Trusted local news leader for Kingman, Arizona & Mohave County
Sun, Jan. 19

Guest Column | Progress isn’t a dirty word

Marvin Robertson made some claims and accusations in another local publication that are unfounded. The Kingman Progressive Alliance (KPA) is accused of being a “Socialist” organization, which is absolutely untrue.

The KPA is open to all: Democrats, Republicans, Greens and Independents, even socialists may attend, but was founded to address the growing needs of a growing community. They are a public forum that stands for positive growth and bringing better education and jobs, and a better quality of life to the residents of the city.

I am a member, and I am glad to see some folks who are involved in local politics sharing ideas with the group and listening to the group. That is what a democracy looks like. What a democracy does not look like is one party rule. Or one group outshouting and name calling another.

Mr. Robertson has a right to express his opinions about the running of the county, as any citizen does. He can disagree with what different council members do and how they vote. That’s fine. But he clearly does not understand the KPA and what it is about, and is using a column in a local paper to label and condemn a group in an unfair and biased fashion.

Has he ever attended a KPA meeting? The fact that people he may not necessarily agree with come to KPA meetings does not give him the right to bad mouth the organization! He points to a forum on Intolerance and Racism as a negative thing. Why would it be? Does he deny there is an element of racism here? Or around the country?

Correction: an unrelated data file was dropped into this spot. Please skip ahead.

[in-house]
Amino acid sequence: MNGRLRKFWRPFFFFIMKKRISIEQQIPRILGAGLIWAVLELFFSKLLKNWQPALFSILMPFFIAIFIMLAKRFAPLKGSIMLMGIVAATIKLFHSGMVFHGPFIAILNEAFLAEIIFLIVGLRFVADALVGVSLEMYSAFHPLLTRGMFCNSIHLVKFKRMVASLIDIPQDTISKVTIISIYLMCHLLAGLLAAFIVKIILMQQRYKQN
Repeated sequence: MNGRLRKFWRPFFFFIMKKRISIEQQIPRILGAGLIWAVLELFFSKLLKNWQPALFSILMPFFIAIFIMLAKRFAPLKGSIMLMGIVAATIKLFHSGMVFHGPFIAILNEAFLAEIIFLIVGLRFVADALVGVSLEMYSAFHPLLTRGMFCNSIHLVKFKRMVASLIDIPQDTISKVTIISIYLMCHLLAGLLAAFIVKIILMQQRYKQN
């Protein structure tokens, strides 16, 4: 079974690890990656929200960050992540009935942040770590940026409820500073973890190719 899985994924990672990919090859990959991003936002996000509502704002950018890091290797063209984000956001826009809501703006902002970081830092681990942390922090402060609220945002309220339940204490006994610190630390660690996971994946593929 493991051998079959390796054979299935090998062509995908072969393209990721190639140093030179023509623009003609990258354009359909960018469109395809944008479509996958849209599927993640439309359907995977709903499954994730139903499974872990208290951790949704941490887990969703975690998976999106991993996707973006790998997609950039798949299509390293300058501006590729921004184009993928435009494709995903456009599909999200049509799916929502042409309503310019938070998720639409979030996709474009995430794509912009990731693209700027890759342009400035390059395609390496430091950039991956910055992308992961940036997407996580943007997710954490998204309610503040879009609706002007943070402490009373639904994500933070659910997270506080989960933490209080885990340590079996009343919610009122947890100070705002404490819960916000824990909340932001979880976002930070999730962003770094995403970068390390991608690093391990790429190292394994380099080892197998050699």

This was not a political issue – it is an issue we face all around the country and need to develop nonviolent dialogue to deal with. It certainly had nothing to do with socialism or county corruption. There are people of different races and religions here in the county and in Kingman who are our doctors, teachers, factory workers, our neighbors. They deserve to live with dignity and respect, and be heard and considered as valued members in the community. That has nothing to do with political parties and ideologies. Nothing at all.

Change is difficult for some people to accept. When FDR passed the Social Security Act, it was met with extreme opposition; people thought it was the end of capitalism. It wasn’t, and it worked and worked well. Anyone want to see it go away? Medicare was the same – when President Johnson signed it into law, there were some that swore it was the “End of democracy as we know it.” But guess what – it wasn’t. How many folks want to end Medicare now?

Small towns and rural counties all over the country have growing pains, but grow they must, or they will become ghost towns and dead zones sinking into joblessness and obscurity. Crime will rise with joblessness, and the young and able will leave for better lives. Growth and change are constants in a society, and in life. If we want to have better opportunities for our children and families, better jobs coming to the area, less crime, more federal and state funding for regional improvements, and an ever improving quality of life for residents, we need to accept and embrace change.

That’s what being progressive is about.

The root of the word progressive is PROGRESS.

It’s not a dirty word.

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